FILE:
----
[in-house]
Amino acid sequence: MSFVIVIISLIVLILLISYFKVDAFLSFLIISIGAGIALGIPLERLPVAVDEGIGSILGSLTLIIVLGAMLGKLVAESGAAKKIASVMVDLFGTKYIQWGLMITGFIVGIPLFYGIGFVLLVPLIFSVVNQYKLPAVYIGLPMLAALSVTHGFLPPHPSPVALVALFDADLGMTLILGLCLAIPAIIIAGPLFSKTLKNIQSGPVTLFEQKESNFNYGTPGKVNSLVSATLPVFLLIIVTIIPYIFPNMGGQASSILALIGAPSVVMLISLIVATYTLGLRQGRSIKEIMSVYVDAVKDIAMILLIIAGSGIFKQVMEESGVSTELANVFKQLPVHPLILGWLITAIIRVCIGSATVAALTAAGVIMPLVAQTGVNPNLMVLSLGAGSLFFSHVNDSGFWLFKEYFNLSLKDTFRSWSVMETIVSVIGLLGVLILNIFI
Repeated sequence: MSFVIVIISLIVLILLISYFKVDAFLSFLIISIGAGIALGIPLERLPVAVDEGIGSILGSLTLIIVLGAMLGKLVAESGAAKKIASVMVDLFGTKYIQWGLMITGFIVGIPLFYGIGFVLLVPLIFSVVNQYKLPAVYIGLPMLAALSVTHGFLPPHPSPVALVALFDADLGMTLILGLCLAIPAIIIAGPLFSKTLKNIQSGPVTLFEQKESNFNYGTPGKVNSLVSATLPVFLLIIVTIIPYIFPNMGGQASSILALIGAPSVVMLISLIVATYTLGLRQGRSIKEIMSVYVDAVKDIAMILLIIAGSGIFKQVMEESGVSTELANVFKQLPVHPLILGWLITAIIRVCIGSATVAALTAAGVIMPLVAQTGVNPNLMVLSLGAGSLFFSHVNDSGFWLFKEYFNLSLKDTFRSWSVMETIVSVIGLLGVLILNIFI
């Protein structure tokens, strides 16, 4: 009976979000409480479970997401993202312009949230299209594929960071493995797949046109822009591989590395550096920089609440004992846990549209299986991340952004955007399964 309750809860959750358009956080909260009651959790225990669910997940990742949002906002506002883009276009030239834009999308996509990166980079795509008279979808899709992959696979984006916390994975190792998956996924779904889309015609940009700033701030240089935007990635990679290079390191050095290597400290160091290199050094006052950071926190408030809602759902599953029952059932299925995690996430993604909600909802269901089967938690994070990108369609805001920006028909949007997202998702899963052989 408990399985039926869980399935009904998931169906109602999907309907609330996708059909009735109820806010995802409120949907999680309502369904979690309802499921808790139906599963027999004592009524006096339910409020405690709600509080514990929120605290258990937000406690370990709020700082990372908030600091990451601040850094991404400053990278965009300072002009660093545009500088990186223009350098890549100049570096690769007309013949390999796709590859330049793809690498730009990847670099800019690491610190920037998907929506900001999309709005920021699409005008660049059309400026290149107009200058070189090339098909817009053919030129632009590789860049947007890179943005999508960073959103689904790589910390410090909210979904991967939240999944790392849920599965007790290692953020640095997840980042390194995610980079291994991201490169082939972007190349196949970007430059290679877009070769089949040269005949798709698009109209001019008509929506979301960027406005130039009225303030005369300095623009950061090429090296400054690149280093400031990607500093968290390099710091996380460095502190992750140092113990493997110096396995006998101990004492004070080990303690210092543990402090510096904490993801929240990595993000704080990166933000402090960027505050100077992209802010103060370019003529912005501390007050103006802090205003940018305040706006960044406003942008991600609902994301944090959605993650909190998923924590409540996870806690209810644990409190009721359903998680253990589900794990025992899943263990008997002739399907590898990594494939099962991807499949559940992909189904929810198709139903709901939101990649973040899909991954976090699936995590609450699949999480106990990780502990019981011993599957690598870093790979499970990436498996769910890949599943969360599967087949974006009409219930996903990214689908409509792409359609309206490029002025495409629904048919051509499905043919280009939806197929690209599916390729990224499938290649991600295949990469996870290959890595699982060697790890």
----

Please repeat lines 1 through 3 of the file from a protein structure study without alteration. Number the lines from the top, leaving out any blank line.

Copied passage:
[in-house]
Amino acid sequence: MSFVIVIISLIVLILLISYFKVDAFLSFLIISIGAGIALGIPLERLPVAVDEGIGSILGSLTLIIVLGAMLGKLVAESGAAKKIASVMVDLFGTKYIQWGLMITGFIVGIPLFYGIGFVLLVPLIFSVVNQYKLPAVYIGLPMLAALSVTHGFLPPHPSPVALVALFDADLGMTLILGLCLAIPAIIIAGPLFSKTLKNIQSGPVTLFEQKESNFNYGTPGKVNSLVSATLPVFLLIIVTIIPYIFPNMGGQASSILALIGAPSVVMLISLIVATYTLGLRQGRSIKEIMSVYVDAVKDIAMILLIIAGSGIFKQVMEESGVSTELANVFKQLPVHPLILGWLITAIIRVCIGSATVAALTAAGVIMPLVAQTGVNPNLMVLSLGAGSLFFSHVNDSGFWLFKEYFNLSLKDTFRSWSVMETIVSVIGLLGVLILNIFI
Repeated sequence: MSFVIVIISLIVLILLISYFKVDAFLSFLIISIGAGIALGIPLERLPVAVDEGIGSILGSLTLIIVLGAMLGKLVAESGAAKKIASVMVDLFGTKYIQWGLMITGFIVGIPLFYGIGFVLLVPLIFSVVNQYKLPAVYIGLPMLAALSVTHGFLPPHPSPVALVALFDADLGMTLILGLCLAIPAIIIAGPLFSKTLKNIQSGPVTLFEQKESNFNYGTPGKVNSLVSATLPVFLLIIVTIIPYIFPNMGGQASSILALIGAPSVVMLISLIVATYTLGLRQGRSIKEIMSVYVDAVKDIAMILLIIAGSGIFKQVMEESGVSTELANVFKQLPVHPLILGWLITAIIRVCIGSATVAALTAAGVIMPLVAQTGVNPNLMVLSLGAGSLFFSHVNDSGFWLFKEYFNLSLKDTFRSWSVMETIVSVIGLLGVLILNIFI